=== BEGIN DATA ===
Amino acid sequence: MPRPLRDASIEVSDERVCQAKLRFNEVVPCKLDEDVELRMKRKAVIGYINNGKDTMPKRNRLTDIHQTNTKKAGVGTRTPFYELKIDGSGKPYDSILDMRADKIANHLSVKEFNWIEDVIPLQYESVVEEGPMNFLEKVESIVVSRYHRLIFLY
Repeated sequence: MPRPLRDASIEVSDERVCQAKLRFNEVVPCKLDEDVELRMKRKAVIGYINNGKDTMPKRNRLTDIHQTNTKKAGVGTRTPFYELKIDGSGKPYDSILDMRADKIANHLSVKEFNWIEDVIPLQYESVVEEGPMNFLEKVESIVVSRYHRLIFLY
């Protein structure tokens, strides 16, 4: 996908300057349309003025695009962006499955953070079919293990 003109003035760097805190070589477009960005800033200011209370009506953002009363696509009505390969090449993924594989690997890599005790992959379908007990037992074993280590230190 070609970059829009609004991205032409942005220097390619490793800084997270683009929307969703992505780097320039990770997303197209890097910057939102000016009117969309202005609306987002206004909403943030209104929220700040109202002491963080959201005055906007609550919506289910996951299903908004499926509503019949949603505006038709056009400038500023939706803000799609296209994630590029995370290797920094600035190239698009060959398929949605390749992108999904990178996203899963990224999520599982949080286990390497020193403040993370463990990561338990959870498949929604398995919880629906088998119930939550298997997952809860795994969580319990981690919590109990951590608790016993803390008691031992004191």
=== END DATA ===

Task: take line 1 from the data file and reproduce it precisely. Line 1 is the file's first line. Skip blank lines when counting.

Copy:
Amino acid sequence: MPRPLRDASIEVSDERVCQAKLRFNEVVPCKLDEDVELRMKRKAVIGYINNGKDTMPKRNRLTDIHQTNTKKAGVGTRTPFYELKIDGSGKPYDSILDMRADKIANHLSVKEFNWIEDVIPLQYESVVEEGPMNFLEKVESIVVSRYHRLIFLY